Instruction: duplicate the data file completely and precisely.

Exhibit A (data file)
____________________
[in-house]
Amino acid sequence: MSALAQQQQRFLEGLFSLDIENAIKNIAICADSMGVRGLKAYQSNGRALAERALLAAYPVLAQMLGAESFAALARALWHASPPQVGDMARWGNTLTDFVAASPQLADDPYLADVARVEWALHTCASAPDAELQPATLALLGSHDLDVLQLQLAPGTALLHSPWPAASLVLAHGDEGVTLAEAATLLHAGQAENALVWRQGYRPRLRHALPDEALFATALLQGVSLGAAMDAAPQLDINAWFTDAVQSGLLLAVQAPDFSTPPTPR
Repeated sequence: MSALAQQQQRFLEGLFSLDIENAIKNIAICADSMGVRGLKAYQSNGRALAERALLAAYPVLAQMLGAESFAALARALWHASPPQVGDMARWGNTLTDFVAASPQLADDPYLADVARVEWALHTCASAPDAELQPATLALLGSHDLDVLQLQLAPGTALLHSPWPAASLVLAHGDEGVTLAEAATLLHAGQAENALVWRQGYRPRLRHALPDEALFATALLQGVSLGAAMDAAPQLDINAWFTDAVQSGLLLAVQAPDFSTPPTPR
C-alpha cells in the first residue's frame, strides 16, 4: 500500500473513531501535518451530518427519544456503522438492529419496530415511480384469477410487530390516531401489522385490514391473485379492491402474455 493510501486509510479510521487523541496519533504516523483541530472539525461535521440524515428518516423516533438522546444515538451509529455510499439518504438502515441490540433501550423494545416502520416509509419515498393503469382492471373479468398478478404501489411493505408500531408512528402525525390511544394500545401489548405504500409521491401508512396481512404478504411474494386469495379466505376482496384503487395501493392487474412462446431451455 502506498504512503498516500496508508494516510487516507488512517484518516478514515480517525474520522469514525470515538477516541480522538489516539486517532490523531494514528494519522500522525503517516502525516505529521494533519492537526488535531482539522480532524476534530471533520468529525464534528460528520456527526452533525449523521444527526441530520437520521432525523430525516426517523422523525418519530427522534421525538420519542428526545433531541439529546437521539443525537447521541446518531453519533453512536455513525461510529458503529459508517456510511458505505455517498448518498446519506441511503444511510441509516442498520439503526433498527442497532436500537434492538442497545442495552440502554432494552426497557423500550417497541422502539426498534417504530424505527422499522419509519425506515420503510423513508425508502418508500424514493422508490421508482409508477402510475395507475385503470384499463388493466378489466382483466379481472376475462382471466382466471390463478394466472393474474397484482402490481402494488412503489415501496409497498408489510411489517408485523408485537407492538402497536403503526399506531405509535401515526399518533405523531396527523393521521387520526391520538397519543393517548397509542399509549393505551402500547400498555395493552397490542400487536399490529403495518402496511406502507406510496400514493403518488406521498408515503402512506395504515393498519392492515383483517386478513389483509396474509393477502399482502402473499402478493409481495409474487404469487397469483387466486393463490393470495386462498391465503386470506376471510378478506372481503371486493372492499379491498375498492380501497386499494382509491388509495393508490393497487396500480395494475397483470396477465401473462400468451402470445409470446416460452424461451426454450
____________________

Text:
[in-house]
Amino acid sequence: MSALAQQQQRFLEGLFSLDIENAIKNIAICADSMGVRGLKAYQSNGRALAERALLAAYPVLAQMLGAESFAALARALWHASPPQVGDMARWGNTLTDFVAASPQLADDPYLADVARVEWALHTCASAPDAELQPATLALLGSHDLDVLQLQLAPGTALLHSPWPAASLVLAHGDEGVTLAEAATLLHAGQAENALVWRQGYRPRLRHALPDEALFATALLQGVSLGAAMDAAPQLDINAWFTDAVQSGLLLAVQAPDFSTPPTPR
Repeated sequence: MSALAQQQQRFLEGLFSLDIENAIKNIAICADSMGVRGLKAYQSNGRALAERALLAAYPVLAQMLGAESFAALARALWHASPPQVGDMARWGNTLTDFVAASPQLADDPYLADVARVEWALHTCASAPDAELQPATLALLGSHDLDVLQLQLAPGTALLHSPWPAASLVLAHGDEGVTLAEAATLLHAGQAENALVWRQGYRPRLRHALPDEALFATALLQGVSLGAAMDAAPQLDINAWFTDAVQSGLLLAVQAPDFSTPPTPR
C-alpha cells in the first residue's frame, strides 16, 4: 500500500473513531501535518451530518427519544456503522438492529419496530415511480384469477410487530390516531401489522385490514391473485379492491402474455 493510501486509510479510521487523541496519533504516523483541530472539525461535521440524515428518516423516533438522546444515538451509529455510499439518504438502515441490540433501550423494545416502520416509509419515498393503469382492471373479468398478478404501489411493505408500531408512528402525525390511544394500545401489548405504500409521491401508512396481512404478504411474494386469495379466505376482496384503487395501493392487474412462446431451455 502506498504512503498516500496508508494516510487516507488512517484518516478514515480517525474520522469514525470515538477516541480522538489516539486517532490523531494514528494519522500522525503517516502525516505529521494533519492537526488535531482539522480532524476534530471533520468529525464534528460528520456527526452533525449523521444527526441530520437520521432525523430525516426517523422523525418519530427522534421525538420519542428526545433531541439529546437521539443525537447521541446518531453519533453512536455513525461510529458503529459508517456510511458505505455517498448518498446519506441511503444511510441509516442498520439503526433498527442497532436500537434492538442497545442495552440502554432494552426497557423500550417497541422502539426498534417504530424505527422499522419509519425506515420503510423513508425508502418508500424514493422508490421508482409508477402510475395507475385503470384499463388493466378489466382483466379481472376475462382471466382466471390463478394466472393474474397484482402490481402494488412503489415501496409497498408489510411489517408485523408485537407492538402497536403503526399506531405509535401515526399518533405523531396527523393521521387520526391520538397519543393517548397509542399509549393505551402500547400498555395493552397490542400487536399490529403495518402496511406502507406510496400514493403518488406521498408515503402512506395504515393498519392492515383483517386478513389483509396474509393477502399482502402473499402478493409481495409474487404469487397469483387466486393463490393470495386462498391465503386470506376471510378478506372481503371486493372492499379491498375498492380501497386499494382509491388509495393508490393497487396500480395494475397483470396477465401473462400468451402470445409470446416460452424461451426454450